27th April 1601: On this date Archibald Cornwall, town officer of Edinburgh, was hanged as a consequence of a terrible misunderstanding over his attempt to display a portrait of King James VI.
Cornwall's troubles began back on the 15th of April. As an officer of the town, he had been dealing with a "rowping": the confiscation and sale of one of the townspeople's belongings, usually to cover a debt or fine. Whose belongings they were is not recorded, but it must have been someone of formerly reasonable standing, for amongst their goods Cornwall found a magnificent pair of portraits of the King and Queen. Believing that these would command a high price during the coming auction, he naturally took it upon himself to display these handsome paintings as prominently as possible.
At this point it is necessary to explain the layout of the scene which was about to unfold. The rowping was taking place, as was usual, at the town officer's booth: part of the larger structure of the Tolbooth prison on the High Street, just to the side of St. Giles' Cathedral. Immediately next to the booth stood the town's permanent gallows, and all around were the tables, booths and crowds of the Landmarket. This area was (and remains) one of the largest open spaces in the Old Town, and there would have been hundreds if not thousands of people gathered there, both those with an interest in the coming sale and those going about the regular business of the marketplace.
Eager to display the King's portrait to its best advantage, Cornwall innocently mounted the scaffold and, setting down the painting against the upright post of the gallows proper, began driving a nail into the wood from which to hang it.
The reaction was immediate and dreadful. A momentary shocked hush spread across the bustling marketplace, as all eyes turned towards the gallows. Then, cries of protest began to rise from the crowd: stones began to fly through the air, hands reached up to seize the man on the scaffold and, within moments, the peacefully assembled crowd had begun to turn itself into a mob.
Cornwall was quickly pulled down by his fellow officers, and immediately locked up in the prison of which, until moments earlier, he had been master. His moment of thoughtlessness had led to his being suddenly arrested and held on a charge of "Lèse-majesté".
Lèse-majesté, the crime of offending the dignity of a reigning monarch, is a slippery, often vague and frequently entirely spurious charge. In essence, any action which insults or could be interpreted as insulting the King can result in such a charge, whether it was done wilfully or not. In many respects, maintaining Lèse-majesté as a crime at all is a hallmark of tyranny, and under James VI it was a Capital offence.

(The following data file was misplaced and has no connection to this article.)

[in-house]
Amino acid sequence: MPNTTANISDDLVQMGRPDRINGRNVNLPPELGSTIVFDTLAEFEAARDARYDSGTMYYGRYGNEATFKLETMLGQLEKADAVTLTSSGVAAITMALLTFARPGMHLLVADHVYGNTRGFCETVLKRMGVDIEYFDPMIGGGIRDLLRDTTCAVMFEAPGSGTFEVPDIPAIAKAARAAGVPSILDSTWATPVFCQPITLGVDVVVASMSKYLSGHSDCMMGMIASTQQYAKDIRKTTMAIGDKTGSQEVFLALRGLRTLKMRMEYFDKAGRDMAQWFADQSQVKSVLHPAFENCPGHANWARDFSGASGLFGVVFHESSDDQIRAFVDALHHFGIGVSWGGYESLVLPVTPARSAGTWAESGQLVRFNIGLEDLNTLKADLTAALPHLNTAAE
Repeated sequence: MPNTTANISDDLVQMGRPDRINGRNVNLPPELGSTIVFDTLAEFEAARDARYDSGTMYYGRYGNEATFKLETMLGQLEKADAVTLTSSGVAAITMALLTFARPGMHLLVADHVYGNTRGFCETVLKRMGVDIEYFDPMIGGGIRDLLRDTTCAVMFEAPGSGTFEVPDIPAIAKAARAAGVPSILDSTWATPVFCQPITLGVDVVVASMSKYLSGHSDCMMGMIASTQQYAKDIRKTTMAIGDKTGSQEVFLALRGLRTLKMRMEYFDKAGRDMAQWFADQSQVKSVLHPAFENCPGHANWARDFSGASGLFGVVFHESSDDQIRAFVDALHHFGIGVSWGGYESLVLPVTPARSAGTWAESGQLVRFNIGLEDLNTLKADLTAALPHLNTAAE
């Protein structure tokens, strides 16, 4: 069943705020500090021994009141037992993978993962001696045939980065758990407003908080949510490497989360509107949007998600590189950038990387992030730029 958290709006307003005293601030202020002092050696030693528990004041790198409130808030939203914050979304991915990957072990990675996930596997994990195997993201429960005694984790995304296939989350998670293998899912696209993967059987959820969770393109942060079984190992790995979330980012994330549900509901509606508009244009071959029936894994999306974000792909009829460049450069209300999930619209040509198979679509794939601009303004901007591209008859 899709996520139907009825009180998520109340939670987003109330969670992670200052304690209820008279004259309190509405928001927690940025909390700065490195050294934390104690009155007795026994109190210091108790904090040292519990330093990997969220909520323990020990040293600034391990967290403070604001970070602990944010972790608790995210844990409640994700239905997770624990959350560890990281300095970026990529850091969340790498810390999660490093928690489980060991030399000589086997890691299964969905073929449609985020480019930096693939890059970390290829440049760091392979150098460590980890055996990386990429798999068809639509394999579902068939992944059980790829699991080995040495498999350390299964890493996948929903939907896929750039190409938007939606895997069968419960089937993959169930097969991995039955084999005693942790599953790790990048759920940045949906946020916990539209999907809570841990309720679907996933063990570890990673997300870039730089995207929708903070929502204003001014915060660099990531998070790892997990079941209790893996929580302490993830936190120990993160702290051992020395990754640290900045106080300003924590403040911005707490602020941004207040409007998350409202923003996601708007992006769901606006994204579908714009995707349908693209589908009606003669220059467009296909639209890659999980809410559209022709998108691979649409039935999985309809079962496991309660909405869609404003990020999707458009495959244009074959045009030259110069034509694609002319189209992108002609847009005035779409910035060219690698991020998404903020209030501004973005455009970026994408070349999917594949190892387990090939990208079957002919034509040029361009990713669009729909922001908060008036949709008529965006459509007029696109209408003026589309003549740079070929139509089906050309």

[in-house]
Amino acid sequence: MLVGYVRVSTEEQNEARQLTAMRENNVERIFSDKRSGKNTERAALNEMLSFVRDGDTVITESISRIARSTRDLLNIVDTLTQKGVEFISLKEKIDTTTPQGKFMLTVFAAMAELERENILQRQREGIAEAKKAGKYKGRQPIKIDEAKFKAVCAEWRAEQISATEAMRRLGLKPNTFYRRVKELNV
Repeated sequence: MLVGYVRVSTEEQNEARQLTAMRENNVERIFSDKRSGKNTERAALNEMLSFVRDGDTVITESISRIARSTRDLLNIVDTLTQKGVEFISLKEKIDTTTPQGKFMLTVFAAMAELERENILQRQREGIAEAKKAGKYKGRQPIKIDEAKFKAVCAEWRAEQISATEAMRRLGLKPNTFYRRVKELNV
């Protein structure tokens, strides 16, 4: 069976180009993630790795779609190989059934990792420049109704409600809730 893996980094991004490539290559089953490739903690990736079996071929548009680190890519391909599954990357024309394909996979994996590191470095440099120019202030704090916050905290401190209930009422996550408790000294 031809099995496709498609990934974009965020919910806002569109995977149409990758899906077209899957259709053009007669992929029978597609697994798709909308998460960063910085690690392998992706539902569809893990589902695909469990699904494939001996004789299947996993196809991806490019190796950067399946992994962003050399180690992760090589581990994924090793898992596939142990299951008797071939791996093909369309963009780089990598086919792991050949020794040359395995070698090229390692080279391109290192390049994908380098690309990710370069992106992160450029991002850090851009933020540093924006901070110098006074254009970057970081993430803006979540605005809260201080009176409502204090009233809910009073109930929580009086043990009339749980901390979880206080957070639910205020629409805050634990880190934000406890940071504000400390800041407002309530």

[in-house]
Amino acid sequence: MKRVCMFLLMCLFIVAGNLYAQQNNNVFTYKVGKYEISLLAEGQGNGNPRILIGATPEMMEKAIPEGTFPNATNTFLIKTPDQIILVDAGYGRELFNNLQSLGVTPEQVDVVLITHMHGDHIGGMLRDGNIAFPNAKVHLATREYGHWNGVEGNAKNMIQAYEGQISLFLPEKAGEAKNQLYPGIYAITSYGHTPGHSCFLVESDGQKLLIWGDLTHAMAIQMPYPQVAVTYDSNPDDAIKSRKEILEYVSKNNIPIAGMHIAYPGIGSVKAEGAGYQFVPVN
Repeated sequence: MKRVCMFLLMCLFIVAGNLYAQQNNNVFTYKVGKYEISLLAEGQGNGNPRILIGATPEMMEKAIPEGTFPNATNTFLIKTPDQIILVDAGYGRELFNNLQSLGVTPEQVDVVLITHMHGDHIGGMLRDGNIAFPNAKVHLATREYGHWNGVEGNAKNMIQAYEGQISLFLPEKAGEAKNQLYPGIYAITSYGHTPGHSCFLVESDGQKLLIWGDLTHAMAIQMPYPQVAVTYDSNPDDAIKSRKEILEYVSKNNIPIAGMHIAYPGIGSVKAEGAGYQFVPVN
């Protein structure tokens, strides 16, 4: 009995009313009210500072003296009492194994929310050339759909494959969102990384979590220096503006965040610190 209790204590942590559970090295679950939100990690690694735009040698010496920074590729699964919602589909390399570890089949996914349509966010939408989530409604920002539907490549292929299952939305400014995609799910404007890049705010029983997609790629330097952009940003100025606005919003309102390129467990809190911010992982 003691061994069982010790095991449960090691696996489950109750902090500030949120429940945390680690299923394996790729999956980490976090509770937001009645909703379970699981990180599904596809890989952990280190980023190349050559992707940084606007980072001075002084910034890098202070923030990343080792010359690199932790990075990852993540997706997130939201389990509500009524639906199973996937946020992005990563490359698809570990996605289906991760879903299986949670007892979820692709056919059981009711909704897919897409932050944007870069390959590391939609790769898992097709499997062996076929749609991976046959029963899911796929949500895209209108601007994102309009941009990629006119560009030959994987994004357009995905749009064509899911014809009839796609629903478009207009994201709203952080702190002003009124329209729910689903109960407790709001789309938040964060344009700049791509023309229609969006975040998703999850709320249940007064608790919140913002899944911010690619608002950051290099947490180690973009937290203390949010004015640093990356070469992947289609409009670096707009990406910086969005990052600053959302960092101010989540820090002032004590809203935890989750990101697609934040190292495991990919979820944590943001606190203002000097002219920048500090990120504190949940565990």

Consequently, it's quite difficult to explain exactly what it was that Cornwall did wrong, and he must have presumed that the whole misunderstanding would quickly be cleared up and he would be released. Obviously, if he had hung up the King's picture on the gallows with the intent of making mock, or of insinuating that the King himself ought to be swinging there, that would be another matter entirely. Surely though, after he had explained his intent to those authorities who interviewed him, and after those authorities reported the situation to James himself (who heard about it on the 22nd), Cornwall must have anticipated his imminent freedom.
James, however, was of a different mind on the matter. Upon hearing of the incident, he commanded that witnesses be summoned, and that Cornwall be tried and convicted. Unfortunately for Cornwall, there was no question as to his guilt: by now word of the incident had spread far and wide, and James was not about to take any insult, intended or otherwise, lying down.
On the 25th of April Cornwall was tried on the charge of "Exhibiting the King's portrait on the Public Gibbet", despite the fact that he had never actually done so. Indeed, even the prosecution had to admit that he had only got so far as driving the nail into the wood; however, they insisted upon his guilt since he was "pressing to have hung [the portrait] thereon, and to have left it there as an ignominious spectacle to the whole world; if he had not been stayed, by the just indignation of the whole people, menacing to stone him to death, and pulling him perforce from the said gibbet, to stay his treasonable act..."
Cornwall was found guilty by a jury who were instructed, in no uncertain terms, to find him so. On this date in 1601, only 12 days after committing his grievous (albeit unintentional) outrage, Cornwall was led to the gallows by one Thomas Hamilton, a hangman from Aberdeenshire. This bit of cross-country outsourcing was necessary since, ironically, Edinburgh's own hangman had been Cornwall himself, and none of his former colleagues were willing to take the job of dispatching him.
Once he was dead, Cornwall's body was left on display for 24 hours, with a paper attached to his forehead detailing his crime. After he had been cut down, the gallows and scaffold were dismantled and burned, to further signify the serious nature of his offence.
The Burgh council made certain quiet amendments to its policies as a result of Cornwall's misfortune: foremost amongst them being a rule that no officer, under any circumstances, should include any royal portrait amongst confiscated goods, on pain of immediate dismissal. Thomas Hamilton took on Archibald Cornwall's role permanently, presumably requiring no such regulation to remind him of the consequences of careless juxtaposition of the King's image.